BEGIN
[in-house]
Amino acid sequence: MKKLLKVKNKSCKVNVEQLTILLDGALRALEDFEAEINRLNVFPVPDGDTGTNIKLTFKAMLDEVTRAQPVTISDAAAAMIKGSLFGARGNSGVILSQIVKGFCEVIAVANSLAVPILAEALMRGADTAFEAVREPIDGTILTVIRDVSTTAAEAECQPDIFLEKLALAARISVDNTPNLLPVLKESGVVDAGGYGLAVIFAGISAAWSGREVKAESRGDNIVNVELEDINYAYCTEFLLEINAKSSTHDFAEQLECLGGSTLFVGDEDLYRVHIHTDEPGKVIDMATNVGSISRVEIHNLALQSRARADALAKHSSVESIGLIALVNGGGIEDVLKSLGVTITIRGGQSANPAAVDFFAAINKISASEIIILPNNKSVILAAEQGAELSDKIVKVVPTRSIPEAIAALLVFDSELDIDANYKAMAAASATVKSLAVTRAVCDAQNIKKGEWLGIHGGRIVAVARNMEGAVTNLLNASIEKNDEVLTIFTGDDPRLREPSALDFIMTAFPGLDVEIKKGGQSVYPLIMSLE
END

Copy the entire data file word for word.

[in-house]
Amino acid sequence: MKKLLKVKNKSCKVNVEQLTILLDGALRALEDFEAEINRLNVFPVPDGDTGTNIKLTFKAMLDEVTRAQPVTISDAAAAMIKGSLFGARGNSGVILSQIVKGFCEVIAVANSLAVPILAEALMRGADTAFEAVREPIDGTILTVIRDVSTTAAEAECQPDIFLEKLALAARISVDNTPNLLPVLKESGVVDAGGYGLAVIFAGISAAWSGREVKAESRGDNIVNVELEDINYAYCTEFLLEINAKSSTHDFAEQLECLGGSTLFVGDEDLYRVHIHTDEPGKVIDMATNVGSISRVEIHNLALQSRARADALAKHSSVESIGLIALVNGGGIEDVLKSLGVTITIRGGQSANPAAVDFFAAINKISASEIIILPNNKSVILAAEQGAELSDKIVKVVPTRSIPEAIAALLVFDSELDIDANYKAMAAASATVKSLAVTRAVCDAQNIKKGEWLGIHGGRIVAVARNMEGAVTNLLNASIEKNDEVLTIFTGDDPRLREPSALDFIMTAFPGLDVEIKKGGQSVYPLIMSLE